Dong Il Chun , MD a , Hong Seop Lee , MD b , Sung Hun Won , MD a , Sang Il Moon , MD c , Ki Jin Jung , MD c , Jong Hyun Seo , MD a , Hyung Ki Cho , MD a , Dhong Won Lee , MD d , Aeli Ryu , MD e , Yudha Manggala , MD f , Woo Jong Kim , MD, PhD c , ∗
16 December 2019
Acute rupture of the flexor halluces longus (FHL) tendon due to trauma or laceration is a well-known phenomenon. Partial rupture of the FHL tendon caused by tendinitis or stenosing tenosynovitis is common in ballet dancers and athletes. However, atraumatic complete rupture of the FHL is rare: as of 2018, only 7 cases of closed atraumatic complete rupture of the FHL tendon have been reported in the literature. Here, we report on a patient who presented with a closed atraumatic complete rupture of the FHL tendon during a forward lunge exercise.
A 35-year-old female visited the clinic with pain in the plantar medial aspect of the left foot, along with weakness and loss of great toe flexion. The patient had a normal foot structure and no history of trauma or systemic disease. She performed a forward lunge exercise more than 50 times on 1 leg per day, more than once a week to strengthen her leg muscles. She reported that she felt a slight pain in her left, great toe while exercising for 3 weeks prior to her visit. One week prior to presentation, severe pain occurred suddenly when her left hallux dorsiflexed strongly during an anterior lunge exercise motion.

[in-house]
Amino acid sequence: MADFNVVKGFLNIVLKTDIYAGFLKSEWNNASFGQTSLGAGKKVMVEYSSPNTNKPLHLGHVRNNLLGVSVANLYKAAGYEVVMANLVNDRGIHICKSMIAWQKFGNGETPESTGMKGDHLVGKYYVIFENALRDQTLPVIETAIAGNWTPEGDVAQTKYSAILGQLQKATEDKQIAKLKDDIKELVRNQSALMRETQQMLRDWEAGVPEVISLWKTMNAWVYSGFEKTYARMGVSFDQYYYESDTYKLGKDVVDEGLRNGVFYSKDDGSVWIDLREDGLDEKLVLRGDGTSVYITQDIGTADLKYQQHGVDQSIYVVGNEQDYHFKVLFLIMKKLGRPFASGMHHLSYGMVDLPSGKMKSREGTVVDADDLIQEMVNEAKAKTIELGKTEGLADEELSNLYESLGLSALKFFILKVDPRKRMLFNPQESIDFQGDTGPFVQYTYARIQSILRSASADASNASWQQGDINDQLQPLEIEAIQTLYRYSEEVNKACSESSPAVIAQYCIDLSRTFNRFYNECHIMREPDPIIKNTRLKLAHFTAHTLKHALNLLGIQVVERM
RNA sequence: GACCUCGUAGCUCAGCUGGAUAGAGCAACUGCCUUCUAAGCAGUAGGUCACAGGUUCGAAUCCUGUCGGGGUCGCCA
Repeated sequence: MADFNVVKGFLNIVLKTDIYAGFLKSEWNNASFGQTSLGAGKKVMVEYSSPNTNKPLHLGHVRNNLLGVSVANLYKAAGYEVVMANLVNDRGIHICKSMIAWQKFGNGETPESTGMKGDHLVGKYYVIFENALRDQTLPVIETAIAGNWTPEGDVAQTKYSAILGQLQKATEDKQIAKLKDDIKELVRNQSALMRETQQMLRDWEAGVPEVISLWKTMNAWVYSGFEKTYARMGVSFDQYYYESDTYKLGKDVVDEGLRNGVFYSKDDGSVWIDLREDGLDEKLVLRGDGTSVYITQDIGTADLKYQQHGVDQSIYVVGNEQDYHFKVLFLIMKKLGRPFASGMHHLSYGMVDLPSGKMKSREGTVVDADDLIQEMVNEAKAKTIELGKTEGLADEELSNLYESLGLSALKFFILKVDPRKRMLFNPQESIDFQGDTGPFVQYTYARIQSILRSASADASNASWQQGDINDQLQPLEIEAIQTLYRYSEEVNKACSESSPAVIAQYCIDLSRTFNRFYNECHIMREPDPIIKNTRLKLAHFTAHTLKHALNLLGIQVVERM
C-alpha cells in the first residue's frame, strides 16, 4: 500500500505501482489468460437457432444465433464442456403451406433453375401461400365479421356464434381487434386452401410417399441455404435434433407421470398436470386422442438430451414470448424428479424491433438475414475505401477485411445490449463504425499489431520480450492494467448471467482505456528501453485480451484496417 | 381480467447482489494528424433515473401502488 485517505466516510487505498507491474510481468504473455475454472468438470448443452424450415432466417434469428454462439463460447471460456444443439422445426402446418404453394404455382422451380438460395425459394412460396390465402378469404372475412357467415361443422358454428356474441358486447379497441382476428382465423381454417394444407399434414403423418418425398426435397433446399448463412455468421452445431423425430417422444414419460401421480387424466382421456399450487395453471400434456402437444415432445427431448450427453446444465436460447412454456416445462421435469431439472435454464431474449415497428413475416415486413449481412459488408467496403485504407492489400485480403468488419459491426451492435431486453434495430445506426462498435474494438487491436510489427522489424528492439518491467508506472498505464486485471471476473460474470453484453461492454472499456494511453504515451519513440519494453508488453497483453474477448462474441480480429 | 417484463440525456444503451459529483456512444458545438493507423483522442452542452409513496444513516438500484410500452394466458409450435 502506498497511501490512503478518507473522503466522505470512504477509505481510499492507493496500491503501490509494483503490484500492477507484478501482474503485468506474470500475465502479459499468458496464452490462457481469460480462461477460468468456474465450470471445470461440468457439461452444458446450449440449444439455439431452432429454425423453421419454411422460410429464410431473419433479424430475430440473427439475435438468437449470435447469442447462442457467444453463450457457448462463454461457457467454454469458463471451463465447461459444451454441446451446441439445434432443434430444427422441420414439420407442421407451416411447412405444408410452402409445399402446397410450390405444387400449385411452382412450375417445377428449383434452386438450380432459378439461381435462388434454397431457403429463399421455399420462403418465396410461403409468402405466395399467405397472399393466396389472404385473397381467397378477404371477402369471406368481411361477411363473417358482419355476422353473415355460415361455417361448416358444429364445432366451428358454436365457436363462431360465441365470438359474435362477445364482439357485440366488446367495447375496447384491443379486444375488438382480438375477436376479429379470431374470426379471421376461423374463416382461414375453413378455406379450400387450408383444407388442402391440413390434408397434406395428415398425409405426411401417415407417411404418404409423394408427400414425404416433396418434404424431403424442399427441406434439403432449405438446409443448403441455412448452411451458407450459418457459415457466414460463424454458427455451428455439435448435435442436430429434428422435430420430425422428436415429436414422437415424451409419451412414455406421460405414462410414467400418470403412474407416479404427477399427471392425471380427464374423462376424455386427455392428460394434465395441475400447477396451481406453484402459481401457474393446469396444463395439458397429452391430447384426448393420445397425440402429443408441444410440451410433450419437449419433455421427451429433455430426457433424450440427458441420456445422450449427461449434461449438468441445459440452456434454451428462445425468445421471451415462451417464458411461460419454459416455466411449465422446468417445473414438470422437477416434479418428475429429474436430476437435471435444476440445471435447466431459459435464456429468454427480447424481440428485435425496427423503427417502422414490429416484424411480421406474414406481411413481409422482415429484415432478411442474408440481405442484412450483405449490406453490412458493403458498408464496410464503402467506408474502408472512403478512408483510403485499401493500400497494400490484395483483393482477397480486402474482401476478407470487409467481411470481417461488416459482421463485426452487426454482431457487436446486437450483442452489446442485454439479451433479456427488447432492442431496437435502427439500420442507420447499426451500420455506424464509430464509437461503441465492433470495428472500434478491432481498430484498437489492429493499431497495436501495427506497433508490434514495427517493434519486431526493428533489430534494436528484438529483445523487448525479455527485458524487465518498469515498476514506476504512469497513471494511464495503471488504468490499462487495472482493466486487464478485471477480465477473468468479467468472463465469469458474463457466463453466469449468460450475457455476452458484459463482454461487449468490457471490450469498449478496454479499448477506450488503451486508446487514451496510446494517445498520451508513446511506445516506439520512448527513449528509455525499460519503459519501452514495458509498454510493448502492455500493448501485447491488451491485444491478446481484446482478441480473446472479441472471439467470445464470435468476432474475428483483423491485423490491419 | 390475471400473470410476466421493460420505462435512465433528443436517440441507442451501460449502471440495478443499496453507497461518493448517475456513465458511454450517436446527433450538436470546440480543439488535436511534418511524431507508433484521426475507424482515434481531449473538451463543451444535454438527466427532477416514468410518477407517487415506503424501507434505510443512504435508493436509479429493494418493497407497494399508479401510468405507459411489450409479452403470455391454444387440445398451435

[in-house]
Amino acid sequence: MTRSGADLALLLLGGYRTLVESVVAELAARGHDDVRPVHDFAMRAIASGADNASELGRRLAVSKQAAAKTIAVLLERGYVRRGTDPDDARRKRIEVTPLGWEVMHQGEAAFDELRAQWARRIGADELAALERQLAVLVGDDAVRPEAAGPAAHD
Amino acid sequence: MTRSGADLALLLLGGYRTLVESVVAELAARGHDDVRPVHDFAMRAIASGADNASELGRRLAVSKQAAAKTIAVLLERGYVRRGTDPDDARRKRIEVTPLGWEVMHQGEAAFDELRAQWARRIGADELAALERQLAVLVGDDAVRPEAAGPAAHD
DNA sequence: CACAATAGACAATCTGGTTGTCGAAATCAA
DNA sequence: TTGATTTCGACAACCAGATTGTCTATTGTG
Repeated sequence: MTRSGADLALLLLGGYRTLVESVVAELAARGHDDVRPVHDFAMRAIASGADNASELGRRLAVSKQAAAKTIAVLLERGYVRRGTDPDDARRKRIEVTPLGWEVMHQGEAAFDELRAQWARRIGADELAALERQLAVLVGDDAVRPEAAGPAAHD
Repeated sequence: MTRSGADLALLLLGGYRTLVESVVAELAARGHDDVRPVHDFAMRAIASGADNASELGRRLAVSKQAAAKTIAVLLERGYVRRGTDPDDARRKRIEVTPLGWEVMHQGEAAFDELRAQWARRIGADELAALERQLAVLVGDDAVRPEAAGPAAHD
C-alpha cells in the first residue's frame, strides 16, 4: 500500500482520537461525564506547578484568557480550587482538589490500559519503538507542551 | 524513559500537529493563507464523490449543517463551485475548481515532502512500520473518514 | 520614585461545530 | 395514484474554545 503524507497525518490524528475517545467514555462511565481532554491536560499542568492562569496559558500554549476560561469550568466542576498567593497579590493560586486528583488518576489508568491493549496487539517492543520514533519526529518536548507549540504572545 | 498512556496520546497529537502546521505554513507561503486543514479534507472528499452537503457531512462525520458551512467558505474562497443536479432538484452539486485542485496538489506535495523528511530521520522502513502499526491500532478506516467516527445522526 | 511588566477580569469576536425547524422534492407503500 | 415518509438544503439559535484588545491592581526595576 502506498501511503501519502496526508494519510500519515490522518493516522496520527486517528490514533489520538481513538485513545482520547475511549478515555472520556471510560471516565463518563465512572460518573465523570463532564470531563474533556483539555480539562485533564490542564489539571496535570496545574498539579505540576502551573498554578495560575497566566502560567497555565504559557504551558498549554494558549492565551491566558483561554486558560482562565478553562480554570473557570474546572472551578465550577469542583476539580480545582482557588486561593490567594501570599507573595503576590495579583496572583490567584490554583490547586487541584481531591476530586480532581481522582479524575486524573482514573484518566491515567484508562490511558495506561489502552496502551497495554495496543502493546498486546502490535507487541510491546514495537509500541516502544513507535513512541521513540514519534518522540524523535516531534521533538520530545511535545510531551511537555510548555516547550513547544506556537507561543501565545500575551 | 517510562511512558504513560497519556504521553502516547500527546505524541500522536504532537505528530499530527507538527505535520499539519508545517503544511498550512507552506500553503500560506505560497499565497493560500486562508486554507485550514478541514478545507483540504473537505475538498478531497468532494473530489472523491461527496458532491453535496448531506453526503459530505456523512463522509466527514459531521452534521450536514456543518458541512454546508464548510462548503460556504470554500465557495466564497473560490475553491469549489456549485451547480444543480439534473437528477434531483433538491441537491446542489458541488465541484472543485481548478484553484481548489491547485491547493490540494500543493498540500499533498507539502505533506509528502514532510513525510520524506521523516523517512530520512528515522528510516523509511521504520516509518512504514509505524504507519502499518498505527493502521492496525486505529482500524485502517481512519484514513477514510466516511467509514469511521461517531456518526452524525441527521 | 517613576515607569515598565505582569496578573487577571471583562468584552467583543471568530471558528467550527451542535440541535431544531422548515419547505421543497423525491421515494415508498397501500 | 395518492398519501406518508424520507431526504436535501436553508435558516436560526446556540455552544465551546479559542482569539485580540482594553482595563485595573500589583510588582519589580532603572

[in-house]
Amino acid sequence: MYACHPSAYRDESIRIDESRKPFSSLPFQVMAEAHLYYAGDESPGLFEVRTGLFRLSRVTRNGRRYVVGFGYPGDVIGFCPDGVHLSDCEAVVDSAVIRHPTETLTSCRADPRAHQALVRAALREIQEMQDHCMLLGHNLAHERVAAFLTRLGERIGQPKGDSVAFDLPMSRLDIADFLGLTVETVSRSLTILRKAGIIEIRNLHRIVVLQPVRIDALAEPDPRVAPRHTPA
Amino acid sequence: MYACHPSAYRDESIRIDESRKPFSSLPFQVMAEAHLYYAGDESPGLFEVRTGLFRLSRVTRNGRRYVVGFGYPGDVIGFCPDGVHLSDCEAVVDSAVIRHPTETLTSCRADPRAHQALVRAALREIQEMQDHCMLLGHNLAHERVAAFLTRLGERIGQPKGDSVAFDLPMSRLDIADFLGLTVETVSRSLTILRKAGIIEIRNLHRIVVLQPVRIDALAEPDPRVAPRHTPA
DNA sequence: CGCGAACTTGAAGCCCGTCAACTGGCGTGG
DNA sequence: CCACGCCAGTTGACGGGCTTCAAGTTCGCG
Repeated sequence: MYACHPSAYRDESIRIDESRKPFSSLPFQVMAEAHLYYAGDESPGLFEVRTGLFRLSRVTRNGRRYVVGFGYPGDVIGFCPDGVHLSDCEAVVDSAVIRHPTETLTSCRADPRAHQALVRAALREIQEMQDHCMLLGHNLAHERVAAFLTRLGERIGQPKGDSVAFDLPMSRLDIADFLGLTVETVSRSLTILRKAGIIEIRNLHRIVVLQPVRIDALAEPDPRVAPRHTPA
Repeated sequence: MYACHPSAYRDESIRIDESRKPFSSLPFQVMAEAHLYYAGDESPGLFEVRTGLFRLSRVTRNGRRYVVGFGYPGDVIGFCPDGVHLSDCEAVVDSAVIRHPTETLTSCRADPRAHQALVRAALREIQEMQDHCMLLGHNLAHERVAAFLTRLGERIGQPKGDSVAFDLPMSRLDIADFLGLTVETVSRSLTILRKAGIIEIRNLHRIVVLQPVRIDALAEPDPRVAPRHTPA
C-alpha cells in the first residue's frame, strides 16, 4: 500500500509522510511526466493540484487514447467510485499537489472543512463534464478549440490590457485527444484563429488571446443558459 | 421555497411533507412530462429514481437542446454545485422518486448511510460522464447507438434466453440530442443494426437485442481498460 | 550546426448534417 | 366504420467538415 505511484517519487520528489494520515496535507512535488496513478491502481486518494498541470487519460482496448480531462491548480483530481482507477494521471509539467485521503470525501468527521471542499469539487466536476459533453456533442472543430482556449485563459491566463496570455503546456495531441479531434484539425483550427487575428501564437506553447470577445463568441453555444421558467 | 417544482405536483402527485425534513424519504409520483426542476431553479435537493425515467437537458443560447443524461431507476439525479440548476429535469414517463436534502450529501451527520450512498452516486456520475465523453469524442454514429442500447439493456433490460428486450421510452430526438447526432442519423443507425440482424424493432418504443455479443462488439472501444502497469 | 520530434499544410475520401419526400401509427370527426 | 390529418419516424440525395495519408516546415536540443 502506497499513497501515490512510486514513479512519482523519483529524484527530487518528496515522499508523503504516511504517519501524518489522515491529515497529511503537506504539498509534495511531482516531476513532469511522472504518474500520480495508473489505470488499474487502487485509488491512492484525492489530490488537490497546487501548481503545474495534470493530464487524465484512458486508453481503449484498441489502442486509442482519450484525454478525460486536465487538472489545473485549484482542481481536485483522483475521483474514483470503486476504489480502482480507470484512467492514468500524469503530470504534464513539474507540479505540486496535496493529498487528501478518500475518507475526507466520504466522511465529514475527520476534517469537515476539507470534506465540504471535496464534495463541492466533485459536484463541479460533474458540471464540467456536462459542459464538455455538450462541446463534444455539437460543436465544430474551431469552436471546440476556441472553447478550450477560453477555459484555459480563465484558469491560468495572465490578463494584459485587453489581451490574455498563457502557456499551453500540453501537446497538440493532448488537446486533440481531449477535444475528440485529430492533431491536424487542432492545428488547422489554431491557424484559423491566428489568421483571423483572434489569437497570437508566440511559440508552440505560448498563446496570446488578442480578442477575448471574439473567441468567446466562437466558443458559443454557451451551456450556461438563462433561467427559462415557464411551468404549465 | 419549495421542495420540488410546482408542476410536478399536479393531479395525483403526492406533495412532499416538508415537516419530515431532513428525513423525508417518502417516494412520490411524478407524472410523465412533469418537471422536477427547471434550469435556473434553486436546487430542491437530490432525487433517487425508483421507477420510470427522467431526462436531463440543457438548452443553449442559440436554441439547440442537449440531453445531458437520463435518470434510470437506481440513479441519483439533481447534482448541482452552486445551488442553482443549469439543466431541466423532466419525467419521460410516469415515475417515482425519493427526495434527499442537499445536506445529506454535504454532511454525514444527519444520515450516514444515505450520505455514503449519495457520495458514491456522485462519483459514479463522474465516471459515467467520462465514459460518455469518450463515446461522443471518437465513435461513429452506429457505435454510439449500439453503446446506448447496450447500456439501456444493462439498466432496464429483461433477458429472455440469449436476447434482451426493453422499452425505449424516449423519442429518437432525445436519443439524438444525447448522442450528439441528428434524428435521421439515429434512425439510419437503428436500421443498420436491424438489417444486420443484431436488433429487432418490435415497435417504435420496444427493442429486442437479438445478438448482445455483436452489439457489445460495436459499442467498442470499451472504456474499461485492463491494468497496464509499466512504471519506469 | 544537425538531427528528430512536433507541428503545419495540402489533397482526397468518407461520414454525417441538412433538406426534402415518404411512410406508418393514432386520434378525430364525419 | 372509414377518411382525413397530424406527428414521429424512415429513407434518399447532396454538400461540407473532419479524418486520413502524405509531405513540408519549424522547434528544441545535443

Magnetic resonance imaging revealed complete rupture of the FHL tendon near the level of the metatarsal head and neck junction. The lesion was prolonged, with the proximal end displaced to the metatarsal shaft region.
At the 1-year follow-up, active plantar flexion of the interphalangeal joint was possible but joint function had a range of 0° to 25°. Flexion strength was reduced slightly, measuring about 70% when compared to the contralateral side, but flexion strength of the metatarsophalangeal joint was normal.
We describe an extremely rare case of complete rupture of the FHL tendon at the level of metatarsal head and neck junction. It should be understood that this injury can occur not only in professional athletes but also in the general public, and we recommend educating personal trainers on how to prevent it.